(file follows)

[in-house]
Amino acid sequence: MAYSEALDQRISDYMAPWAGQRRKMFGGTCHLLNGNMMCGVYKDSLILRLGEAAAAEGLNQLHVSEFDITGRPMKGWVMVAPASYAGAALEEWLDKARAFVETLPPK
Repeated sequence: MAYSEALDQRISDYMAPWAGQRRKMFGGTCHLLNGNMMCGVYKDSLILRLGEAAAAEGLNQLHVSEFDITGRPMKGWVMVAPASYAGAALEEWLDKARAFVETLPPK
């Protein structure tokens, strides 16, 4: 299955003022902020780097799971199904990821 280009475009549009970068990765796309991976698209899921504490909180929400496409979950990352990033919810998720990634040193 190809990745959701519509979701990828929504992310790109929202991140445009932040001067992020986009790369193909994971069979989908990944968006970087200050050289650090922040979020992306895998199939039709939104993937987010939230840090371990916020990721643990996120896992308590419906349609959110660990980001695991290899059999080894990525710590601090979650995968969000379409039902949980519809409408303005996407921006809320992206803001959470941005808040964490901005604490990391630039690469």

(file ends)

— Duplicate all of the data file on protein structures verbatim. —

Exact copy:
[in-house]
Amino acid sequence: MAYSEALDQRISDYMAPWAGQRRKMFGGTCHLLNGNMMCGVYKDSLILRLGEAAAAEGLNQLHVSEFDITGRPMKGWVMVAPASYAGAALEEWLDKARAFVETLPPK
Repeated sequence: MAYSEALDQRISDYMAPWAGQRRKMFGGTCHLLNGNMMCGVYKDSLILRLGEAAAAEGLNQLHVSEFDITGRPMKGWVMVAPASYAGAALEEWLDKARAFVETLPPK
């Protein structure tokens, strides 16, 4: 299955003022902020780097799971199904990821 280009475009549009970068990765796309991976698209899921504490909180929400496409979950990352990033919810998720990634040193 190809990745959701519509979701990828929504992310790109929202991140445009932040001067992020986009790369193909994971069979989908990944968006970087200050050289650090922040979020992306895998199939039709939104993937987010939230840090371990916020990721643990996120896992308590419906349609959110660990980001695991290899059999080894990525710590601090979650995968969000379409039902949980519809409408303005996407921006809320992206803001959470941005808040964490901005604490990391630039690469």